He felt the brunt of the early 2000s dot-com bust, when some bets backed by Idealab, such as online women’s retailer, fizzled after its IPO was pulled. Investors also accused Idealab of breaching shareholder responsibilities when it doubled Mr. Gross’s salary as the boom soured. He denied wrongdoing.

Other misfires include, a YouTube forerunner, and electric-vehicle startup Tara, which lost out to Tesla in a quest for government funding.

Ben Rosen, an Idealab investor who once led computer maker Compaq, first met Mr. Gross at a trade show in the early 1980s and has since become a mentor. Mr. Rosen says Mr. Gross’s decision to cash in early on pay-per-click advertising technology—which has made billions of dollars for giants like Google—cost him his first shot at a place in the Silicon Valley pantheon.

Mr. Gross sees parallels between the internet bubble and today’s rush to invest in green energy. What’s different in energy, he says, is that supply and demand can’t be faked, whereas dotcom-boom companies could fudge and “fluff” their metrics.

“These projects are real, they have real internal rates of return, and they have real revenues,” he said. Renewable energy’s share of global electricity generation climbed to 27% in 2019, from 19% at the start of the decade, according to the IEA.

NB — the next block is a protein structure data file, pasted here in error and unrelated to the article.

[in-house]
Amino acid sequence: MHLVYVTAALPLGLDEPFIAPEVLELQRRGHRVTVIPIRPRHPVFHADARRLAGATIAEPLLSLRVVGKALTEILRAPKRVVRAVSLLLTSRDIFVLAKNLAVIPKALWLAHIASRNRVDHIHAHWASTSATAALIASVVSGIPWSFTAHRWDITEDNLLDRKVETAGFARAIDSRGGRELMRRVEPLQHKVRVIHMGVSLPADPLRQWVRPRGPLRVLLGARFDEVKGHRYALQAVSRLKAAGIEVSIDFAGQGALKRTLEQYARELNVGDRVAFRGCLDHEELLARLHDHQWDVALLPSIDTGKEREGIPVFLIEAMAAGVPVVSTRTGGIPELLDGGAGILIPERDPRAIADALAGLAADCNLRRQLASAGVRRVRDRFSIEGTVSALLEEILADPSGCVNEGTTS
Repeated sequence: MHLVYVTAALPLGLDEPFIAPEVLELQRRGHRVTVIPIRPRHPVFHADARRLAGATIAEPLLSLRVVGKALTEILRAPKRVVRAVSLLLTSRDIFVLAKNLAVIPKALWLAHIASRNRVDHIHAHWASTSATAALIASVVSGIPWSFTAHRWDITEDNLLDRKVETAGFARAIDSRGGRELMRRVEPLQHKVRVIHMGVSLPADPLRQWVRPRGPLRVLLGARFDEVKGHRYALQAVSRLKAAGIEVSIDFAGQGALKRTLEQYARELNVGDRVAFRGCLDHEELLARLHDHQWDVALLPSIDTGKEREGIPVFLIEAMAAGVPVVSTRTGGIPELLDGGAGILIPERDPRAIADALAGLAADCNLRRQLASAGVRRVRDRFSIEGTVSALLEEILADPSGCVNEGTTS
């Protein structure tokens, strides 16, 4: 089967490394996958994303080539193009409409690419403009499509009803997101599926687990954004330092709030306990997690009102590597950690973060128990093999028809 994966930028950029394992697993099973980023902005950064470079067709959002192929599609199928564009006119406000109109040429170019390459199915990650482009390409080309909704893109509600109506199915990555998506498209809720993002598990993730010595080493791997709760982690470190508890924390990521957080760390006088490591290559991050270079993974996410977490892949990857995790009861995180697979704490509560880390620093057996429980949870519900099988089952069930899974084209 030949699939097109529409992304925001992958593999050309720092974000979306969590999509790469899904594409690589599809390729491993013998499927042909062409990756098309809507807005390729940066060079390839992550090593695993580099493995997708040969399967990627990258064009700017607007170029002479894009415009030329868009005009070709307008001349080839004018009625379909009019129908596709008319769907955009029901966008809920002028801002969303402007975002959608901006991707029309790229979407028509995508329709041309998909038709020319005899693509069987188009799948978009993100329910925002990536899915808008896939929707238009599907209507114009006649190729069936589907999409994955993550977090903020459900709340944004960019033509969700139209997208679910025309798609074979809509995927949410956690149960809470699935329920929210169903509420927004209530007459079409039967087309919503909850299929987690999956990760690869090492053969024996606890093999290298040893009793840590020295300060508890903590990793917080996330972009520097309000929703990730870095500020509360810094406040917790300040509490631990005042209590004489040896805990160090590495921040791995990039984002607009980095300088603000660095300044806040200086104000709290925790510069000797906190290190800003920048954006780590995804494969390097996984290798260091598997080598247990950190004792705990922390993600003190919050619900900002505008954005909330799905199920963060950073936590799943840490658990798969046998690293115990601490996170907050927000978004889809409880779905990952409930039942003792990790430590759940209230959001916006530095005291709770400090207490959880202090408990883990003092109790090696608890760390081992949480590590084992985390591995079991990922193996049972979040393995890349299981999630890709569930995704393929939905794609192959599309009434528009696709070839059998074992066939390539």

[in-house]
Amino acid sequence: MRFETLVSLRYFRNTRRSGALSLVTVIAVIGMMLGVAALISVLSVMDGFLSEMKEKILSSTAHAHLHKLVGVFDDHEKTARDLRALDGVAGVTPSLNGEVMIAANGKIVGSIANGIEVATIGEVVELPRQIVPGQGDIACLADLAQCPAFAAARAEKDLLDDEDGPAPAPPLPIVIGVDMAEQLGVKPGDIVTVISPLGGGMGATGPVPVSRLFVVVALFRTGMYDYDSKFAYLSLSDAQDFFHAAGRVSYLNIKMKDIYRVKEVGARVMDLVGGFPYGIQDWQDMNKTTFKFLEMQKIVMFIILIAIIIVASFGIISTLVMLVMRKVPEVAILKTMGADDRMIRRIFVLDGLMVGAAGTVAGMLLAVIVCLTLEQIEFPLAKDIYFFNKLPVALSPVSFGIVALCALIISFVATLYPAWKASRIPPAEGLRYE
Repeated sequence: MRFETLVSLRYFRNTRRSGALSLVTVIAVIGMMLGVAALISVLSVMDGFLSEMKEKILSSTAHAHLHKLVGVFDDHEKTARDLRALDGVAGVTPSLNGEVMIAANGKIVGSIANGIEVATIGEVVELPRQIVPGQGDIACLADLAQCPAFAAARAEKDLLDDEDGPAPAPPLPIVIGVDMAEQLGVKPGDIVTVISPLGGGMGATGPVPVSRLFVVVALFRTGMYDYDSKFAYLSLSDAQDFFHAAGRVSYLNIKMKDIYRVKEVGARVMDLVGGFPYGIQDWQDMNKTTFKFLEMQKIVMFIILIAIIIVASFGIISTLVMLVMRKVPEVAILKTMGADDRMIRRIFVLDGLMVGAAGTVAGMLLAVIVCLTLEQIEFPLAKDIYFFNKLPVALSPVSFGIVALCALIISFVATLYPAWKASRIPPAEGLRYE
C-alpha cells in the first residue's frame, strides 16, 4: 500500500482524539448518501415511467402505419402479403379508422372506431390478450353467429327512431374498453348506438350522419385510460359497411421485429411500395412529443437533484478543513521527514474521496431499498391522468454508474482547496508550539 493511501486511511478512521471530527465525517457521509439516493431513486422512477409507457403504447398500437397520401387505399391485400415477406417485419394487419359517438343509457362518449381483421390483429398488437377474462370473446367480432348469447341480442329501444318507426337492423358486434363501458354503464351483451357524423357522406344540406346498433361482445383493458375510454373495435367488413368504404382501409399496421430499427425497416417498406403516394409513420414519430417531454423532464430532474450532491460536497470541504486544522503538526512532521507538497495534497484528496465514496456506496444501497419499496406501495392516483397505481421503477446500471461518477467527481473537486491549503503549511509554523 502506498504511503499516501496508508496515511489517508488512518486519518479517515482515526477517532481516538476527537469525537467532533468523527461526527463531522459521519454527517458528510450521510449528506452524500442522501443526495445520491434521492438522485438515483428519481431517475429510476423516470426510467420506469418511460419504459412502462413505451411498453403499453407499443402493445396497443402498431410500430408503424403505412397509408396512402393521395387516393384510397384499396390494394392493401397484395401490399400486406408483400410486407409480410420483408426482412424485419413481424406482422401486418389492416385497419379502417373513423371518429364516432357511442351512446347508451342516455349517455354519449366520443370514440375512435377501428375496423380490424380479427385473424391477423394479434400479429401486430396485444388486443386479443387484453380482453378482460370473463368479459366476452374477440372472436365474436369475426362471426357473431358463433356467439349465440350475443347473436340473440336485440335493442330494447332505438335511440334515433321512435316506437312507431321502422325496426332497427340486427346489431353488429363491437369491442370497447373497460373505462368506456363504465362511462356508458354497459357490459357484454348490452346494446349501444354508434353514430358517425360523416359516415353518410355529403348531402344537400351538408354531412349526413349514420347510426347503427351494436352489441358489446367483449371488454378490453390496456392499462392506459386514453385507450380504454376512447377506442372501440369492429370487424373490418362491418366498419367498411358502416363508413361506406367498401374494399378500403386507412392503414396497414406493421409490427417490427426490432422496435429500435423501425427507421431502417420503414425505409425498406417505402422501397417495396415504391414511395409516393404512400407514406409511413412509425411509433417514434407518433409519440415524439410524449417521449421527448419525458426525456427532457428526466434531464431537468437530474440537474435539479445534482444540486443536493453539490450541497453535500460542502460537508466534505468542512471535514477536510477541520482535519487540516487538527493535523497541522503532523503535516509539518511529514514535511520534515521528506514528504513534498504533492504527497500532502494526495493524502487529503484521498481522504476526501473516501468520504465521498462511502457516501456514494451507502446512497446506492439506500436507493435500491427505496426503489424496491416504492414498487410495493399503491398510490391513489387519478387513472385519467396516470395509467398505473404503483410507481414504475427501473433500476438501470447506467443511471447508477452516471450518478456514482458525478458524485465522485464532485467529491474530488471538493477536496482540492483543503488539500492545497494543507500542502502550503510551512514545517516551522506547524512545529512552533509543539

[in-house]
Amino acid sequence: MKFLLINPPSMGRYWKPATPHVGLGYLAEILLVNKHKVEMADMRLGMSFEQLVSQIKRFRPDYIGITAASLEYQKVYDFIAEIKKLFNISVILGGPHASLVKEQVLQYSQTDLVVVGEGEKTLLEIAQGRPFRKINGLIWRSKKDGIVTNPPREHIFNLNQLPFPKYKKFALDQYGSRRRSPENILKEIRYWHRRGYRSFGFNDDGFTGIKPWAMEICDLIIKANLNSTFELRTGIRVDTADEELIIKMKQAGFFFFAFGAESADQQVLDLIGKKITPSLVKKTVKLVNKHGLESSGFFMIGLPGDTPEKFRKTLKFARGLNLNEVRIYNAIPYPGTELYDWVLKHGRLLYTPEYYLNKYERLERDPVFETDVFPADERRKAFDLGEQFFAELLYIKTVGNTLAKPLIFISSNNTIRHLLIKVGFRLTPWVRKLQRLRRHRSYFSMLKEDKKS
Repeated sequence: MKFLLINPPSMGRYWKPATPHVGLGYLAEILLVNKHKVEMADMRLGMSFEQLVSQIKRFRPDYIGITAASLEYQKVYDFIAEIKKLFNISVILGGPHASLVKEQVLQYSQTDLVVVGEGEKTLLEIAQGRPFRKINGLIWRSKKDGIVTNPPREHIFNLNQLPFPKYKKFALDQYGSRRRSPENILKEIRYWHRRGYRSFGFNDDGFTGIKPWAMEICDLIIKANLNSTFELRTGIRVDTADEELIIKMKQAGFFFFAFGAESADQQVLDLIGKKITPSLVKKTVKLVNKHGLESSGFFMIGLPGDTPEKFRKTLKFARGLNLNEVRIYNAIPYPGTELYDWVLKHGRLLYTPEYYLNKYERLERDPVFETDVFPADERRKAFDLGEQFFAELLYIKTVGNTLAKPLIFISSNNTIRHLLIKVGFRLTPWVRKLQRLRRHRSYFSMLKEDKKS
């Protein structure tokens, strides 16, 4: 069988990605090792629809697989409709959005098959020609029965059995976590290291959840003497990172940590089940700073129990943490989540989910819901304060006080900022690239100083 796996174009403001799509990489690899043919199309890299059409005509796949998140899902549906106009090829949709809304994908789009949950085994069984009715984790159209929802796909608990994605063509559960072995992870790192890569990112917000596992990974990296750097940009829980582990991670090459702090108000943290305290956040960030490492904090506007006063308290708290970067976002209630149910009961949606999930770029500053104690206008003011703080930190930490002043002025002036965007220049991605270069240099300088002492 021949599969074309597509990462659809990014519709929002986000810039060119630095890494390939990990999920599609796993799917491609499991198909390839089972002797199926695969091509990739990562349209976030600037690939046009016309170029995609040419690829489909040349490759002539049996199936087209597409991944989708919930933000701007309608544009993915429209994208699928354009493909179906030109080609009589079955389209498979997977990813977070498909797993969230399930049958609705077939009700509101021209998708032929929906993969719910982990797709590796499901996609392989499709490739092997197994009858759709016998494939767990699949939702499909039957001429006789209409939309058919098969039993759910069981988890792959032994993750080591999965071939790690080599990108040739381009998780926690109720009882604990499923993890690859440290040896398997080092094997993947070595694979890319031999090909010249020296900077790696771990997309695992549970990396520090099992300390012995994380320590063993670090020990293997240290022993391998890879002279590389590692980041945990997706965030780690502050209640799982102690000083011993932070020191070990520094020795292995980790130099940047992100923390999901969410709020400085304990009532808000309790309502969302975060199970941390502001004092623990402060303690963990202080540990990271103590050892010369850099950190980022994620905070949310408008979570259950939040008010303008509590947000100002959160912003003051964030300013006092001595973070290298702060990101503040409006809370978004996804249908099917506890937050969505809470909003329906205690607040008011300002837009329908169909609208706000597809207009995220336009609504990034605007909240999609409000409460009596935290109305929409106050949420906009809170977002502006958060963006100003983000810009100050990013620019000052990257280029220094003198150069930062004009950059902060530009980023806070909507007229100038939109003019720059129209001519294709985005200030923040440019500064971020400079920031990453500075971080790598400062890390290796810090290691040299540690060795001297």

Bringing energy projects to market is harder than launching a website, Mr. Gross notes, and finding investors willing to pour money into research and development for large, long-term engineering projects has required more legwork.

The projects need backers “who care enough about the area so they’re willing to fund it before it exists,” the wiry Californian said.

Energy Vault and Heliogen, Mr. Gross’s most advanced projects, are twists on existing technologies made cost effective. In pursuing them, Mr. Gross is trying to solve problems in areas where others have failed, such as exploiting excess electricity produced by solar and wind farms.

Energy Vault’s cranes use excess solar and wind energy to build towers of 35-ton bricks. When that energy is needed, those bricks are dropped to turn a generator, creating electricity.

Previous attempts at the process used concrete bricks but they proved too expensive, while other physical options split apart. Energy Vault made breakthroughs both in using an adhesive that binds soil and rock, which is then encased in concrete, and by lifting those blocks from underneath to keep them stable.

Heliogen also offers a solution to an old problem. Previous attempts at concentrating solar heat used mirrors that were too large and acted like sails in the wind, misdirecting the sunlight they were meant to focus. Heliogen uses smaller mirrors, which catch less wind, and software that corrects for gusts at 30 frames a second.

Mr. Gross and other tech trailblazers explored the internet as new territory three decades ago. This time, he is entering a crowded field with numerous experienced competitors, including BP PLC and Repsol SA, which have pledged to become carbon-neutral in the coming decades and ramp up spending on green power.

It has taken a long time for the big players to embrace low-carbon energy, says Mr. Gross, but such projects are now attracting attention. “The incumbents are embracing it,” he said, “and they’re going to be my friends in this, not my enemies.”

Appeared in the October 7, 2020, print edition as 'Early Internet Investor Tilts to Green Energy.'